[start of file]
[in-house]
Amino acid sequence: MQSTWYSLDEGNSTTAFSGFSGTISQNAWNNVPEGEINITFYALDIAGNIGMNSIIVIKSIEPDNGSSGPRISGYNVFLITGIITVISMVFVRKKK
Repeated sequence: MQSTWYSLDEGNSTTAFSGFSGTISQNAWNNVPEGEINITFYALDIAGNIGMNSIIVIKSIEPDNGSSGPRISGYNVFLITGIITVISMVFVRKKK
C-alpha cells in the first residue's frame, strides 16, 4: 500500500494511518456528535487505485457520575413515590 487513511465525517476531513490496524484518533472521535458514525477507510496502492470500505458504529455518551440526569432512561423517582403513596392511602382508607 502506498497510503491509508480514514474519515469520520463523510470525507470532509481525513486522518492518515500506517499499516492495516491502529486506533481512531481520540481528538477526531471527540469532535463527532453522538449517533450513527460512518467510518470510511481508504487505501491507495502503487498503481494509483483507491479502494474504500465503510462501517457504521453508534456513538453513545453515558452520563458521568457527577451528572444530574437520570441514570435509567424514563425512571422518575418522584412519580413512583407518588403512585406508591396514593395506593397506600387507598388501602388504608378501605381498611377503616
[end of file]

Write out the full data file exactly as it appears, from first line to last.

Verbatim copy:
[in-house]
Amino acid sequence: MQSTWYSLDEGNSTTAFSGFSGTISQNAWNNVPEGEINITFYALDIAGNIGMNSIIVIKSIEPDNGSSGPRISGYNVFLITGIITVISMVFVRKKK
Repeated sequence: MQSTWYSLDEGNSTTAFSGFSGTISQNAWNNVPEGEINITFYALDIAGNIGMNSIIVIKSIEPDNGSSGPRISGYNVFLITGIITVISMVFVRKKK
C-alpha cells in the first residue's frame, strides 16, 4: 500500500494511518456528535487505485457520575413515590 487513511465525517476531513490496524484518533472521535458514525477507510496502492470500505458504529455518551440526569432512561423517582403513596392511602382508607 502506498497510503491509508480514514474519515469520520463523510470525507470532509481525513486522518492518515500506517499499516492495516491502529486506533481512531481520540481528538477526531471527540469532535463527532453522538449517533450513527460512518467510518470510511481508504487505501491507495502503487498503481494509483483507491479502494474504500465503510462501517457504521453508534456513538453513545453515558452520563458521568457527577451528572444530574437520570441514570435509567424514563425512571422518575418522584412519580413512583407518588403512585406508591396514593395506593397506600387507598388501602388504608378501605381498611377503616